Bettman would rather see Coyotes in Winnipeg: report
City's mayor says 'deep pockets' would be needed
NHL commissioner Gary Bettman has allegedly said he would rather see the Phoenix Coyotes move to Winnipeg than Hamilton, according to documents filed in the team's bankruptcy court case.
Earl Scudder, a lawyer who works for Coyotes majority owner Jerry Moyes, filed an affidavit Friday that said Bettman told him this last month when told there was a buyer interested in buying the team and moving it to southern Ontario.
According to The Canadian Press news agency, Bettman allegedly told Scudder that Hamilton's Copps Coliseum isn't an ideal destination because it's over 30 years old, saying "if the team did return to Canada, it would be Winnipeg," according to the filed document.
The statement went on to say the only way Bettman would allow a second NHL team in southern Ontario was through expansion.
Winnipeg lost its NHL club in 1996 when the Jets moved to Phoenix.
Money key issue, mayor says
Mayor Sam Katz told CBCSports.ca on Saturday he isn't surprised to learn of Bettman's reported interest, and he thinks a club would do well in southern Manitoba.
"But the reality is, an individual or a group of individuals would still have to come up with a significant amount of money — in other words, they have to be well-heeled, with deep pockets — and then work out some kind of relationship with the owners of the MTS Centre."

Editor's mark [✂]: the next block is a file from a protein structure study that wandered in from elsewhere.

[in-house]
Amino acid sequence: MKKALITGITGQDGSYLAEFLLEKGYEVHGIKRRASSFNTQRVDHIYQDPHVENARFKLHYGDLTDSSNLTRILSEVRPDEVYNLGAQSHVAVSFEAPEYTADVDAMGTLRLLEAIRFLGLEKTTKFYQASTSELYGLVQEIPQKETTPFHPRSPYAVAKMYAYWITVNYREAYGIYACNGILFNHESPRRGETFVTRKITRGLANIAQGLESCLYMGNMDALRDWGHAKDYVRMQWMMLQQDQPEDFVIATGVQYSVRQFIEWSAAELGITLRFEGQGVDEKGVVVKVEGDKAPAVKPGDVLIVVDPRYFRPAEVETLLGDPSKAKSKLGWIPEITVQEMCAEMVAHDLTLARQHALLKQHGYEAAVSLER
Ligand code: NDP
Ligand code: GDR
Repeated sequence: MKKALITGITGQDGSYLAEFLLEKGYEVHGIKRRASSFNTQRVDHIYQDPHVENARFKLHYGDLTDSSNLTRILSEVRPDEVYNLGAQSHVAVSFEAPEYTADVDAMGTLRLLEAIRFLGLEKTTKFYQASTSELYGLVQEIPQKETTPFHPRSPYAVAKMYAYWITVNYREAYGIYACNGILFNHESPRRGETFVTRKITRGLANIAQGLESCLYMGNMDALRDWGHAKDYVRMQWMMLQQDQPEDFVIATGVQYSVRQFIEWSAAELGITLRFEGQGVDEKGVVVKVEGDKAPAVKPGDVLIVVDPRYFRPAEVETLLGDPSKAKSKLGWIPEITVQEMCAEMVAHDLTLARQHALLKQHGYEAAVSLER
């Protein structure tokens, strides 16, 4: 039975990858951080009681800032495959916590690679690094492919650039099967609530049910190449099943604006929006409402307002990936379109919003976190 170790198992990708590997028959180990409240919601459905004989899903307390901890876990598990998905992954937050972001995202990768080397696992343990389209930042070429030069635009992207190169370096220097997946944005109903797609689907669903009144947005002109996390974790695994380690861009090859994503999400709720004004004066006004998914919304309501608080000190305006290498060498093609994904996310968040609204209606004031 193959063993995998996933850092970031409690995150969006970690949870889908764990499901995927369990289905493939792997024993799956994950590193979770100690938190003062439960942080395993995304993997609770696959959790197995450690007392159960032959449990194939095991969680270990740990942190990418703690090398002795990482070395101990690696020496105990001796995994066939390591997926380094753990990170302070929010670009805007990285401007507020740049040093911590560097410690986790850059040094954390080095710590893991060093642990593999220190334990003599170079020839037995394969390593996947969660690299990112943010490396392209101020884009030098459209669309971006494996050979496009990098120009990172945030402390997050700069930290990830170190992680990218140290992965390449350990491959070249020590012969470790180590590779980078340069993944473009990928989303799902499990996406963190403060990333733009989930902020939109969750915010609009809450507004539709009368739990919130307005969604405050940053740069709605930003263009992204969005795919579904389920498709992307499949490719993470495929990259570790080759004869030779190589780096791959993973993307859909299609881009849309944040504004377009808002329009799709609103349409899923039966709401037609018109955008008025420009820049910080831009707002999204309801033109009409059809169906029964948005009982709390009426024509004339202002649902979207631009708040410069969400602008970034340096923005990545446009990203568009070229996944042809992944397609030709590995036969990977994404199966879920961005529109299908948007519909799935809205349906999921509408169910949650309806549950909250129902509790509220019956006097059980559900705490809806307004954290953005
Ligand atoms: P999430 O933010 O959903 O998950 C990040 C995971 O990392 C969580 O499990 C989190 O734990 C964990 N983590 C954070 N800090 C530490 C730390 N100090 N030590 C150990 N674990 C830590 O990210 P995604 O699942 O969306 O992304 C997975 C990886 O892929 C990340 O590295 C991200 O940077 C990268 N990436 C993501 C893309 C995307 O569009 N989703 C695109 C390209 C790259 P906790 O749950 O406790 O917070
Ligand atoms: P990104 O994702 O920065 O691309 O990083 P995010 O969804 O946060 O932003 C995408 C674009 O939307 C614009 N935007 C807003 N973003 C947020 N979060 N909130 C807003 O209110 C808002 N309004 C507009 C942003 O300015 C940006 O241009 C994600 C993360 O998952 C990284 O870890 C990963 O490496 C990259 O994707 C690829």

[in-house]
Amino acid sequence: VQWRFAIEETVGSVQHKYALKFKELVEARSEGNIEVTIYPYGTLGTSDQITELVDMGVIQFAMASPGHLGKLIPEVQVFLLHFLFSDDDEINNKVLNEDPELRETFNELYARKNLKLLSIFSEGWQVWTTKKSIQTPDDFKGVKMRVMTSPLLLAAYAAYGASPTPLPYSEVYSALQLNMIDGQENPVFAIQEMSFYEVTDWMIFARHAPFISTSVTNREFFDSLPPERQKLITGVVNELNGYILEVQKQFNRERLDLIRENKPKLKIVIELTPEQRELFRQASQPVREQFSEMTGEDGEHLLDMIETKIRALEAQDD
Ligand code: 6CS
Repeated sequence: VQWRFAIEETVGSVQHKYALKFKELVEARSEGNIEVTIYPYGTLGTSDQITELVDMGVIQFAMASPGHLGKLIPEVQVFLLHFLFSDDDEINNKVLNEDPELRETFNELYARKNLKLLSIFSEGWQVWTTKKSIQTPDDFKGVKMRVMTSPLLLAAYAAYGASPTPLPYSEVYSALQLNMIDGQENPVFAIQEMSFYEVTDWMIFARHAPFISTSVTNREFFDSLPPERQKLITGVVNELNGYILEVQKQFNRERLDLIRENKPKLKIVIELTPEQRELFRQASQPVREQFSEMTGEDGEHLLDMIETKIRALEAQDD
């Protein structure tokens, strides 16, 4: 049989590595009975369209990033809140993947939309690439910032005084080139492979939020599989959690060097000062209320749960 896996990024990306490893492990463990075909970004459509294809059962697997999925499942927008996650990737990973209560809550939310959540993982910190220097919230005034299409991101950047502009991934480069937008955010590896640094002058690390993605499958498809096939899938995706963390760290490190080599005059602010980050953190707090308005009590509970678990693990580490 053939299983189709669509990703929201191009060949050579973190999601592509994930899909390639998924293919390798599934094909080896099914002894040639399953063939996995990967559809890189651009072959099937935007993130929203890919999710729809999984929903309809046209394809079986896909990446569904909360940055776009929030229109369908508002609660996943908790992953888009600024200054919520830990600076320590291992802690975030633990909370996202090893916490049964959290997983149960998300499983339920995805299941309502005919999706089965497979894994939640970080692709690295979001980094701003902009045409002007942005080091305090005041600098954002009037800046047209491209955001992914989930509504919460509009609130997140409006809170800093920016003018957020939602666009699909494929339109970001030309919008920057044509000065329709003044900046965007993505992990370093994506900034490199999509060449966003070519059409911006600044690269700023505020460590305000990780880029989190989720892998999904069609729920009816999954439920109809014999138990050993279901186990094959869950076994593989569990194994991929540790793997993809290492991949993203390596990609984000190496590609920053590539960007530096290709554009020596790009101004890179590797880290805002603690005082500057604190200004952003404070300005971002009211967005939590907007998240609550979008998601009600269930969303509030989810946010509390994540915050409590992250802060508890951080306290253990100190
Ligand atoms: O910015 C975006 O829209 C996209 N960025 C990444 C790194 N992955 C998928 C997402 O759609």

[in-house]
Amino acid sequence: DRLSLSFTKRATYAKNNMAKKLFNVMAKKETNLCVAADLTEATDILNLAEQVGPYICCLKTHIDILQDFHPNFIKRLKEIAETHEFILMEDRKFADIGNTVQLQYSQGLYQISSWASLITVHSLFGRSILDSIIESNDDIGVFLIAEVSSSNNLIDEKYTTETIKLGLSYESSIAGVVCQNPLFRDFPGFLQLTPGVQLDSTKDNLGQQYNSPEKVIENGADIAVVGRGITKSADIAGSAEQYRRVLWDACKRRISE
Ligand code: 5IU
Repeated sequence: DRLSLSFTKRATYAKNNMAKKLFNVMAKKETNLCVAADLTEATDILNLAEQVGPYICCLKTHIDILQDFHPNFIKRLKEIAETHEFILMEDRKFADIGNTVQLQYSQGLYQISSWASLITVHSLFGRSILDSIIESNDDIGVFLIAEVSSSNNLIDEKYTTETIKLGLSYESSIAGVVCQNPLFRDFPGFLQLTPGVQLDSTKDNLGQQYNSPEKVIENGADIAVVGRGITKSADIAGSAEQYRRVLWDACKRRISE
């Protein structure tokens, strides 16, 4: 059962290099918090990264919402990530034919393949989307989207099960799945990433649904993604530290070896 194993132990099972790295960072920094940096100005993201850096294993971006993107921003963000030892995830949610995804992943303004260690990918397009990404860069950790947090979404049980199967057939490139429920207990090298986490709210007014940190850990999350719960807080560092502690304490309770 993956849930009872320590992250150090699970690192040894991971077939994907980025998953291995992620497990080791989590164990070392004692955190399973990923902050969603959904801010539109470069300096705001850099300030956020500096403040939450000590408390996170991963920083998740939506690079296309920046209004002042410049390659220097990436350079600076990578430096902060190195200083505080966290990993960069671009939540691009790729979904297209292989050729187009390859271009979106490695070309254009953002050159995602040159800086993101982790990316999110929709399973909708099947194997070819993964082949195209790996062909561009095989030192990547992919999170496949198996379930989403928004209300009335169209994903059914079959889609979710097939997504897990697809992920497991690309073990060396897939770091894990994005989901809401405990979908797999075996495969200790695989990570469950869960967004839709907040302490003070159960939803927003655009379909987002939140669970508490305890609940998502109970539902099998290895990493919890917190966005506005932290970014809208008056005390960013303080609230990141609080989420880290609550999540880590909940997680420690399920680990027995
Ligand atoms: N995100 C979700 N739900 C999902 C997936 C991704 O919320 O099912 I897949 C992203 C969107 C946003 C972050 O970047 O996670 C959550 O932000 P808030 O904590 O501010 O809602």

That would be Mark Chipman and his company, owner of the 15,500-seat arena now home to the Manitoba Moose of the American Hockey League.
Katz says there's a certain frustration to having your city's name come up as a possible NHL location time and again.
"It's heartbreaking," he says. "Every time a story breaks and there's an opportunity to talk about the subject ... because every time you talk about it people get excited, people get hope and they get all pumped up about having the NHL back in the city."
And there isn't a deep-pocketed man like billionaire Jim Balsillie willing to put funds into a plan for Winnipeg.
"What we do have is that it appears we are the preferred city," Katz said. "And I understand the politics of what is going on."
NHL accommodating the Leafs?
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Among the items in Jim Balsillie's court filings Friday was the suggestion that the NHL is preventing a move to Hamilton in part because of pressure from the Toronto Maple Leafs, who allegedly want to keep the hockey-rich market solely in their possession.
Though the NHL rules on territorial rights remain murky at best, Hamilton's Copps Coliseum is technically outside the 80-km boundary imposed by the league.
But any franchise that moves into southern Ontario will almost certainly cut into the Leafs' profits.
The organization is staying mum on the subject.
When CBCSports.ca contacted the team for a response to Balsillie's comments and what the organization thought its territorial rights were, a Leafs representative said the club had no comment on the matter for now.
The news came one day after Balsillie said he is willing to keep the Coyotes in Arizona for an extra season as long as his eventual relocation plans are approved, according to other documents filed Friday by Balsillie's group.